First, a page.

In case of the death of any citizen of the United States in Roumania, or of any Roumanian in the United States, without having any known heirs or testamentary executor by him appointed, the competent local authorities shall give information of the circumstance to the consuls or consular agents of the nation to which the deceased belongs, in order that the necessary information may be immediately forwarded to parties interested.

Consuls-general, consuls, vice-consuls, and consular agents shall have the right to appear, personally or by delegate, in all proceedings on behalf of the absent or minor heirs, or creditors, until they are duly represented.


The present convention shall remain in force for the space of ten years, counting from the day of the exchange of the ratifications, which shall be made in conformity with the respective constitutions of the two countries and exchanged at Bucarest as soon as possible.

In case neither party gives notice, twelve months before the expiration of the said period of ten years, of its intention not to renew this convention, it shall remain in force one year longer, and so on from year to year, until the expiration of a year from the day on which one of the parties shall have given such notice.

In faith whereof the respective plenipotentiaries have signed this convention in duplicate, and have hereunto affixed their seals.

Done at Bucarest the 5/17 day of June in the year one thousand eight hundred and eighty one








Concluded April 17, 1824; ratification advised by the Senate January 5, 1825; ratified by the President January 7, 1825; ratifications exchanged January 11, 1825; proclaimed January 12, 1825. (Treaties and Conventions, 1889, p. 931.)

(Translation from the original, which is in the French language.)


I. Navigation, fishing, and trading.

II. Illicit trade.

V. Sale of liquors and firearms prohibited.

III. Mutual limit of occupation of VI. Ratification.

northwest coast.

IV. Temporary fishing and trading


In the Name

of the Most Holy and Indivisible Trinity.

The President of the United States of America and His Majesty the Emperor of all the Russias, wishing to cement the bonds of amity which unite them and to secure between them the invariable maintenance of a perfect concord, by means of the present Convention, have named as their Plenipotentiaries to this effect, to wit: The President of the United States of America, Henry Middleton a Citizen of said States, and their Envoy Extraordinary and Minister Plenipotentiary near His Imperial Majesty: and His Majesty the Emperor of all the Russias, his beloved and faithful Charles Robert Count of Nesselrode, actual Privy Counsellor, Member of the Council of State, Secretary of State directing the administration of foreign Affairs, actual Chamberlain, Knight of the order of St. Alexander Nevsky, Grand Cross of the order of St. Wladimir of the first Class, Knight of that of the white Eagle of Poland, Grand Cross of the order of St. Stephen of Hungary, Knight of the orders of the Holy Ghost and of St. Michael, and Grand Cross of the Legion of Honour of France, Knight Grand Cross of the orders of the Black and of the Red Eagle of Prussia, of the Annunciation of Sardinia, of Charles III of Spain, of St. Ferdinand and of Merit of Naples, of the Elephant of Denmark, of the Polar Star of Sweden, of the Crown of Wirtemberg, of the Guelphs of Hanover, of the Belgic Lion, of Fidelity of Baden, and of St. Constantine of Parma, and Pierre de Poletica, actual Counsellor of State, Knight of the order of St. Anne of the first Class, and Grand Cross of the order of St. Wladimir of the second; who, after having exchanged their full powers, found in good and due form, have agreed upon and signed the following stipulations.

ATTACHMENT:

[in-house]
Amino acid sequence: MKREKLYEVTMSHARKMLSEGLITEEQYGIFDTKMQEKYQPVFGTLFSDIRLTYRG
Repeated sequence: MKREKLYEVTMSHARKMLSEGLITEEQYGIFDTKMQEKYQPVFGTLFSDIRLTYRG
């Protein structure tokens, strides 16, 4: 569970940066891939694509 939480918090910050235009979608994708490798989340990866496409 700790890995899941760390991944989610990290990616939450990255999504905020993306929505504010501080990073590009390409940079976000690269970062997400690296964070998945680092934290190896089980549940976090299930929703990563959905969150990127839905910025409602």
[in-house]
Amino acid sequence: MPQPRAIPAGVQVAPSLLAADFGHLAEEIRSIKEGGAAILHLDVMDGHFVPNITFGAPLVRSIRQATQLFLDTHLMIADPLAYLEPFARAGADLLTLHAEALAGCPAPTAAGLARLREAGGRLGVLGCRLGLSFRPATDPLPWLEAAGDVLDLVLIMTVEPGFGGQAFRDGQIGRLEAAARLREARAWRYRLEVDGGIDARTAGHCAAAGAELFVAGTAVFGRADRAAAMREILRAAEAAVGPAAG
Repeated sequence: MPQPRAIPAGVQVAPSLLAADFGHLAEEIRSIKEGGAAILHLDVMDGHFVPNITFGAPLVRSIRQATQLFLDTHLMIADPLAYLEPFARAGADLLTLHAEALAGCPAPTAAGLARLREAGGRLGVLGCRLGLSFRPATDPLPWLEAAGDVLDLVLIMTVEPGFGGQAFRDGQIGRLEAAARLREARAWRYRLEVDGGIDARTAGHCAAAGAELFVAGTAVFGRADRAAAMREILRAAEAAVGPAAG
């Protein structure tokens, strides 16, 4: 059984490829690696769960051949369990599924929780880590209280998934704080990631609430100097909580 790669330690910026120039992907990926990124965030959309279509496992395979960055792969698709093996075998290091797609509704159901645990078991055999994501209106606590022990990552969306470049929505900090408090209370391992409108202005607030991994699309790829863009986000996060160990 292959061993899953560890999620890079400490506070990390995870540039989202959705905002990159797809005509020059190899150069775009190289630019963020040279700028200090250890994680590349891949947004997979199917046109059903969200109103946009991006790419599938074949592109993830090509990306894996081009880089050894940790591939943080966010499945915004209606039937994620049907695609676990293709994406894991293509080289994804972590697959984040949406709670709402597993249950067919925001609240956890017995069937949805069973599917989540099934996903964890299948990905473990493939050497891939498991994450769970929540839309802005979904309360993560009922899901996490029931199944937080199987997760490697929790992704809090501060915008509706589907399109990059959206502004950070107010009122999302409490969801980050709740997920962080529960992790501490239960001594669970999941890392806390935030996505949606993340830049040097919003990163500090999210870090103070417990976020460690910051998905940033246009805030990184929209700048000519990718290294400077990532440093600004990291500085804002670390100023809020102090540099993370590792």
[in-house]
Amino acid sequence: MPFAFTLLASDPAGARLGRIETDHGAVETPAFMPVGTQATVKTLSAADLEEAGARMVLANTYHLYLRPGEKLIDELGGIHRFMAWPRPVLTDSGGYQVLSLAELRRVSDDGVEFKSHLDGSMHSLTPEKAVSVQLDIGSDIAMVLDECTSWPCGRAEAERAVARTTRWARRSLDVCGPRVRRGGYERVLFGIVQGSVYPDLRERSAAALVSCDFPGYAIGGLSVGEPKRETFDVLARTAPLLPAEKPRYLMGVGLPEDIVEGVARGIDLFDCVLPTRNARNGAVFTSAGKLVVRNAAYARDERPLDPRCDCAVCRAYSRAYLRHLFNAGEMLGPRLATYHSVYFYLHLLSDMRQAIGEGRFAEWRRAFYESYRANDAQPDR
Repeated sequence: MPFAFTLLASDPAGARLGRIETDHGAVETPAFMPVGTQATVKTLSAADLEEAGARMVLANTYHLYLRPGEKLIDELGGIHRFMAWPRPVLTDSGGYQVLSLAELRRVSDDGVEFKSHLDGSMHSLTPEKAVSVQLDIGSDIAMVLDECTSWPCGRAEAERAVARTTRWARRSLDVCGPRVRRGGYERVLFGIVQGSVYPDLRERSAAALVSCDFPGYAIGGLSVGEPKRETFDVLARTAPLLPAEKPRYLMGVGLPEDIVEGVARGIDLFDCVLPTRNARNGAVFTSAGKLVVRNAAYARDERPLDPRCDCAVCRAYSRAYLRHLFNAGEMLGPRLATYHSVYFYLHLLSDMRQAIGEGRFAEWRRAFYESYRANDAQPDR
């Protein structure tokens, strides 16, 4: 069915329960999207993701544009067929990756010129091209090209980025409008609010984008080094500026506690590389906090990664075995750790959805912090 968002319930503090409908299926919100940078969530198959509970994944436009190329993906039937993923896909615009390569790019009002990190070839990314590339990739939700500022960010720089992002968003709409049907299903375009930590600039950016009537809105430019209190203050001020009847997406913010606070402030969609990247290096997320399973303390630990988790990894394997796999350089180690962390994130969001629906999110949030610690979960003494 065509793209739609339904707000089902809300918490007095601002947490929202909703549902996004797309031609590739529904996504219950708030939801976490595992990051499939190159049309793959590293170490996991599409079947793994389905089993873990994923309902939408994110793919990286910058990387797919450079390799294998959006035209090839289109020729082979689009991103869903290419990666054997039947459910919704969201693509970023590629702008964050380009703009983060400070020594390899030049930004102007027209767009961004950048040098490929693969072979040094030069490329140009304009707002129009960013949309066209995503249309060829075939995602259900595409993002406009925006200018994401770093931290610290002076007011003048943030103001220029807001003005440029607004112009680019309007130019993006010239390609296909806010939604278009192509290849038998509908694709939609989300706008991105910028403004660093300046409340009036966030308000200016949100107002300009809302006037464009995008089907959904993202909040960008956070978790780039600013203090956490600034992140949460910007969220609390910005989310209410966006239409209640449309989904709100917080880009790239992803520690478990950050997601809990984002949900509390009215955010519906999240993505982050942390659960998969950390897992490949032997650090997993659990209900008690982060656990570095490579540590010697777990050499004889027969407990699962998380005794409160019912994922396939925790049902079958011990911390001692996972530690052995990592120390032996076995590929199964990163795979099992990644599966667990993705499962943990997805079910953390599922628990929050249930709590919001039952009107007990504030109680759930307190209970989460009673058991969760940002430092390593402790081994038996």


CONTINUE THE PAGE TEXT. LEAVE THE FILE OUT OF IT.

S. Doc. 318, 58-2- -42